Lexi Thompson responded to the LPGA’s new dress code by dressing like it was the early 1900s. Thompson shared a photo on Instagram of her wearing a classic golf outfit with the caption “Got my new #LPGA dress code compliant outfit ready to go!
On the par-4 fourth hole at the British Open Friday, Garcia drilled a bad shot while standing in front of bushes. After watching his poor attempt, the golfer took his frustrations out on the shrubbery and hurt himself in the process. Garcia immediately grabbed his shoulder, made bogey on the hole and looked like he was in pain for the next couple of holes. The 2017 Masters winner told Golf.com after the round that what he did "wasn't very smart."
So much for the home of the brave. An army veteran was told he couldn't fly an American flag during a tailgate prior to a Braves game Monday night. Adam Mourdock told CBS 46 he was told by a parking attendant that flying an American flag was against policy and he had to take it down. When he asked to speak to supervisor, the attendant told him she was one. Before this, the army veteran said he flew a flag above a Braves flag before every home game.
Muck Rack makes it simple to find people, tweets, or articles that mention any name, keyword, company, hashtag etc. We've compiled this guide to help you make the most of your search.
Selecting a term
Start searching tweets, articles from media outlets, articles mentioned in tweets, journalists'
names, titles and bios with some suggested searches:
Companies or Topics (e.g. iPhone, Microsoft)
Phrases (e.g. "cloud computing") — use quotes to keep the terms together
Twitter handles (e.g. @username) — returns those who have mentioned or replied to
Names (e.g. "David Pogue")
Hashtags (e.g. #sxsw, #london2012)
Bio details (e.g. vegan, Olympics, father)
Muck Rack's Advanced Search allows for many boolean operators.
Find results that mention multiple specified terms, use AND or
+. For example, ensure each result contains both Elon Musk and Mark Zuckerberg by
searching Obama AND Romney or Obama + Romney.
Use the operators OR or , to broaden your search when you'd like either of
multiple terms to appear in results. (This is the default behavior of our search when no operators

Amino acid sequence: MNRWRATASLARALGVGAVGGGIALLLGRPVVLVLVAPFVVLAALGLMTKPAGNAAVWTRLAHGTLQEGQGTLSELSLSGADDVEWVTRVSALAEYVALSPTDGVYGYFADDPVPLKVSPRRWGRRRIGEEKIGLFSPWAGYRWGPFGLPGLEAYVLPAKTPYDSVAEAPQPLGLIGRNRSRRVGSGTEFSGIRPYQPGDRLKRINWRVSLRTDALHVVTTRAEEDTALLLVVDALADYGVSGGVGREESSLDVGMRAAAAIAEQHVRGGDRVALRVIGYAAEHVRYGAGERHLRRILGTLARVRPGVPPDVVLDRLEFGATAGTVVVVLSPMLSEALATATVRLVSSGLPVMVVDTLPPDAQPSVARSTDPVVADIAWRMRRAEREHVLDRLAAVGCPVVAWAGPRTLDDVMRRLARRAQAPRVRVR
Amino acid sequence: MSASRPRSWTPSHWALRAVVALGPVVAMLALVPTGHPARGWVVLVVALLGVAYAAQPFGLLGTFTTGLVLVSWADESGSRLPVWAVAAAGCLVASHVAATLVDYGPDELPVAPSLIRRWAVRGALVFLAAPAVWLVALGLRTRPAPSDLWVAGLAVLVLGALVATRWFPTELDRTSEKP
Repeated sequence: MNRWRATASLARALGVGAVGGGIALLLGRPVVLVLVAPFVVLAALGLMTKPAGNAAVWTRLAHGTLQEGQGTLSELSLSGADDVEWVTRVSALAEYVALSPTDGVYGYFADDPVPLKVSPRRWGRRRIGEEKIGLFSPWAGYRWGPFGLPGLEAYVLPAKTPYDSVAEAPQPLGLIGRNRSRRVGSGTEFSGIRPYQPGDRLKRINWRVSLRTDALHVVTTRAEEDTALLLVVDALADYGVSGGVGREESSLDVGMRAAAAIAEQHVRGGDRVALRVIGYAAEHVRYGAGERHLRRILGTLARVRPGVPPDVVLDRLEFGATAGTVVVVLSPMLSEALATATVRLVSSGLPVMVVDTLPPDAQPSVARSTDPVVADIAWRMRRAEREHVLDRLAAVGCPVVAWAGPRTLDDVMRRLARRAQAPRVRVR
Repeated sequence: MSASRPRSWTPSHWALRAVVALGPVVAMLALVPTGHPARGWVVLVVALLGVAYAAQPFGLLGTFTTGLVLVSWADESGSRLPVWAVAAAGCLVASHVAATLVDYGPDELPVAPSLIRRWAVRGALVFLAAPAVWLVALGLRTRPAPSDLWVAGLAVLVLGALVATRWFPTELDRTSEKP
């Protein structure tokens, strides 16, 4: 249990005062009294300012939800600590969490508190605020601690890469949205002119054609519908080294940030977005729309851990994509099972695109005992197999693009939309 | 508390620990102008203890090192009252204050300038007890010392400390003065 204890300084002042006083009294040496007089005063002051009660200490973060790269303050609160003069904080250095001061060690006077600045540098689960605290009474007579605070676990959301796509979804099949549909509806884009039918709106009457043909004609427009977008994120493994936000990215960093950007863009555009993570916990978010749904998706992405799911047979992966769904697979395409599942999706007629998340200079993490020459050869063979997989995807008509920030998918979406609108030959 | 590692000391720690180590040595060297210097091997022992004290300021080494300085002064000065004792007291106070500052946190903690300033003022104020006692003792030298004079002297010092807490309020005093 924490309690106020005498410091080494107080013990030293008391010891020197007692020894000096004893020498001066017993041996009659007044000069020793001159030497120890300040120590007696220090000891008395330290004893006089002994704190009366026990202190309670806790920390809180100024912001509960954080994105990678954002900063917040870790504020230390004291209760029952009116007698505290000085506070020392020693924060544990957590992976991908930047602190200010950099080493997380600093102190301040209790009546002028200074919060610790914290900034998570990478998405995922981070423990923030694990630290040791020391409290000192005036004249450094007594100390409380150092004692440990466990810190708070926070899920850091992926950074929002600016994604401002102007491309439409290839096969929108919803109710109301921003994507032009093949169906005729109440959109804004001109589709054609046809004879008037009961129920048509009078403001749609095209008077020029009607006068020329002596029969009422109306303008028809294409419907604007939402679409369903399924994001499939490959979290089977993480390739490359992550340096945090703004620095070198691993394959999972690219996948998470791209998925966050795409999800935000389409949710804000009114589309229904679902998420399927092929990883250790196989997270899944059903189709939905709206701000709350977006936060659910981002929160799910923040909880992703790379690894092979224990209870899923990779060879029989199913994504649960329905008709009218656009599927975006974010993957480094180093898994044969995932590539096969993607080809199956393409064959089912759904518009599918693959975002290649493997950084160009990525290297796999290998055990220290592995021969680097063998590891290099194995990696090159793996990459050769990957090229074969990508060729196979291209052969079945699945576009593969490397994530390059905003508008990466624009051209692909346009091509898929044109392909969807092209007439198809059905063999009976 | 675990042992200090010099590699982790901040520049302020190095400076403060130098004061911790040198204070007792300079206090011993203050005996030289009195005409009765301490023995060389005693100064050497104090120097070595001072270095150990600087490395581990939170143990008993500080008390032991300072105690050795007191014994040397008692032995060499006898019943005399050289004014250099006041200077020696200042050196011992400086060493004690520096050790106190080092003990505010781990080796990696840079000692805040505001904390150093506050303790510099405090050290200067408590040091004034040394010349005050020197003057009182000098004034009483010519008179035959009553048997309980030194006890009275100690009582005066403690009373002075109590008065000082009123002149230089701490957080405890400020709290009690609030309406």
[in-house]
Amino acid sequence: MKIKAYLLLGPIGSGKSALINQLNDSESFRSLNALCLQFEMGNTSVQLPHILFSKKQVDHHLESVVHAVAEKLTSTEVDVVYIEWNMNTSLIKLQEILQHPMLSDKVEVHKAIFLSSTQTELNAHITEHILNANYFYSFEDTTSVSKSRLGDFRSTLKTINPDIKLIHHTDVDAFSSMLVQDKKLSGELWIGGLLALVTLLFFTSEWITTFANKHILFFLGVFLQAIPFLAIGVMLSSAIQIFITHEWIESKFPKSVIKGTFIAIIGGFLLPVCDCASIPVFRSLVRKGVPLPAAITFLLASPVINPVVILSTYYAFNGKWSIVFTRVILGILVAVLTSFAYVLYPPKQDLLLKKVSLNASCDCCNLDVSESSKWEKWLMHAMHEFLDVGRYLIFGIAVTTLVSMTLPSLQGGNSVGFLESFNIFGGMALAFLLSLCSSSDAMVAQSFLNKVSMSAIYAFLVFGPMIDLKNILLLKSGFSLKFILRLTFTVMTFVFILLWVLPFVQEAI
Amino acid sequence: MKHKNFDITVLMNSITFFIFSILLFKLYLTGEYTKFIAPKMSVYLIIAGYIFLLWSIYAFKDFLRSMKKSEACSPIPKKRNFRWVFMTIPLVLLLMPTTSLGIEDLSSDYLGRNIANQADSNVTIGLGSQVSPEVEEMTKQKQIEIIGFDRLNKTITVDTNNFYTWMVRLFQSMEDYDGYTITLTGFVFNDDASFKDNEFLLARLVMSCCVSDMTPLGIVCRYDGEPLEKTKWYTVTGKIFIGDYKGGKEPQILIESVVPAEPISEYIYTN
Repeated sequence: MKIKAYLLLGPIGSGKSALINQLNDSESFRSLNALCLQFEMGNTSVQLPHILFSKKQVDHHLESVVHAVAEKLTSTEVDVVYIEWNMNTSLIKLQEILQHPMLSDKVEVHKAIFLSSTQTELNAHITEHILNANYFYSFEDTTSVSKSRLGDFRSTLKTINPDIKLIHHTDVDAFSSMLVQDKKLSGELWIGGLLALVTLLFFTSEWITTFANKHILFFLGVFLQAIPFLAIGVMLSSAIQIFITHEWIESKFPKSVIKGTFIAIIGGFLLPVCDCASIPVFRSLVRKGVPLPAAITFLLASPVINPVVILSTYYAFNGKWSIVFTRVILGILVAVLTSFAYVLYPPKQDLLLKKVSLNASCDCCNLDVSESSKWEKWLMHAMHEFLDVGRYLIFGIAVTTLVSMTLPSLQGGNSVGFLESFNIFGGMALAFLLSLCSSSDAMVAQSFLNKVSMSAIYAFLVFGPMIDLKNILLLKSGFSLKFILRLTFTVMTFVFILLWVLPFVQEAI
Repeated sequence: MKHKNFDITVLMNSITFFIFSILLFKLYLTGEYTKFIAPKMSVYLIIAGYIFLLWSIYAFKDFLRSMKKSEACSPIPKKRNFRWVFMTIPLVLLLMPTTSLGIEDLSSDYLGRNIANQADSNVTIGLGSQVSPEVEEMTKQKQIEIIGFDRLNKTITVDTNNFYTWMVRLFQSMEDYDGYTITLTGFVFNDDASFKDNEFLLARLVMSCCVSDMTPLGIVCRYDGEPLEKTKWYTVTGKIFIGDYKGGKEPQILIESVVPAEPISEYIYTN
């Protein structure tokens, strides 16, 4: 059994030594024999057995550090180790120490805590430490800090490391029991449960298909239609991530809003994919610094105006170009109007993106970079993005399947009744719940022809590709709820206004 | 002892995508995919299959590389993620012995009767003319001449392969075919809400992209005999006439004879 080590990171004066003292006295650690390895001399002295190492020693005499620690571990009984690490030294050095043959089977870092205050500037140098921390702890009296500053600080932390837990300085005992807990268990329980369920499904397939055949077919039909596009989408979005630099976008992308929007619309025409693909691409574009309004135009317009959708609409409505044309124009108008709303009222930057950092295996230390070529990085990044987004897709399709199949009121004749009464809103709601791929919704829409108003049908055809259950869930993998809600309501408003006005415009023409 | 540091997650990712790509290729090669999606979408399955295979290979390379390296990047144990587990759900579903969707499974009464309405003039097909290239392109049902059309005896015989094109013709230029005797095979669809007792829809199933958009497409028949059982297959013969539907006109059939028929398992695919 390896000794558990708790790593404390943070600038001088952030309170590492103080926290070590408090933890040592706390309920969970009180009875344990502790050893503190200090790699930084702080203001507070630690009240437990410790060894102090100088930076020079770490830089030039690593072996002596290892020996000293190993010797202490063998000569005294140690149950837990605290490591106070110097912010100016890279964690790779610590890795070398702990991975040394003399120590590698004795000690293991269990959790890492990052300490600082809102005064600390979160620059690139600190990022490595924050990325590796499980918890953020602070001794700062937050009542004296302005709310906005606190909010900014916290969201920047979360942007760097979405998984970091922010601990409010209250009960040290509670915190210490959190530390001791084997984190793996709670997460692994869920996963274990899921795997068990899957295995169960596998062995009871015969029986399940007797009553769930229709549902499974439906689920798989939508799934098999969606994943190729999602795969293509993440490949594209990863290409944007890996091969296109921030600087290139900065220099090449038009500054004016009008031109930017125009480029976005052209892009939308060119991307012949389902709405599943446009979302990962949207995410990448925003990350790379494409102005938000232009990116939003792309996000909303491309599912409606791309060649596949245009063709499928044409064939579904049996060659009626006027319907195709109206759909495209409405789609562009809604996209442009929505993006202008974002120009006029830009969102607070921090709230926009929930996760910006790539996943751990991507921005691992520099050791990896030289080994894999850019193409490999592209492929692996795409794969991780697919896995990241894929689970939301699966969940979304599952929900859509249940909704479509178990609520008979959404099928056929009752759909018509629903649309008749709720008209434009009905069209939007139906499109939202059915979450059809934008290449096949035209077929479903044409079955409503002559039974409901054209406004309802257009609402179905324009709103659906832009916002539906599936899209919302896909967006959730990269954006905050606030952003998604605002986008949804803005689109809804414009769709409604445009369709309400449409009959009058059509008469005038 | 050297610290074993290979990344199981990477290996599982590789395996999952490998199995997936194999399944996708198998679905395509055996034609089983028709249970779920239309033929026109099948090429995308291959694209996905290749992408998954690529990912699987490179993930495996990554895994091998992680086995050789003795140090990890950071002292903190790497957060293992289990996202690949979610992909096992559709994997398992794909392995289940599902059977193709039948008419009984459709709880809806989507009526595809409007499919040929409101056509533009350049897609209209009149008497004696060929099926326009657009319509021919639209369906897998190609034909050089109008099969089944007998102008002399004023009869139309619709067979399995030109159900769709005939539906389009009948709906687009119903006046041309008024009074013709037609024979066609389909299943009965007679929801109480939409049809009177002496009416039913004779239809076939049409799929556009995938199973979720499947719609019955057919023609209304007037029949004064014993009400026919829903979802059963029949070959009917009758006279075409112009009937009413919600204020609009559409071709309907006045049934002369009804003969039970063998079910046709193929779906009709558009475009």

are used.) For example, search for democrat OR republican to find results that refer to
Democrats and/or Republicans.
Use NOT or - to subtract results from your search. For
example, searching Disney will yield results about the Walt Disney Company as well as Walt Disney
World Resort. To exclude mentions of Disney World, search for Disney -World or Disney
When using one of these operators with a phrase, enclose it in quotation marks. For example, you can
find results about smartphones excluding Apple's iPhone 4S by searching smartphone -"iPhone
Exact case matching or punctuation
If you're searching for a brand name or keyword that relies on specific punctuation marks or capitalization, you can
find results that match your exact query by adding matchcase: before the keyword you're searching for, like matchcase:E*TRADE .
Use parentheses to separate multiple
boolean phrases. For example, to find journalists talking about having fun in Disney World or
Disneyland, search for ("disney world" OR disneyland) AND fun.
An asterisk can be used to search for any variation of a root word truncated by the asterisk. For example, searching for admin* will return results for administrator, administration, administer, administered, etc.
A near operator is an AND operator where you can control the distance between the words. You can vary the distance the near operation uses by adding a forward slash and number (between 0-99) such as strawberries NEAR/10 "whipped cream", which means the strawberries must exist within 10 words of "whipped cream".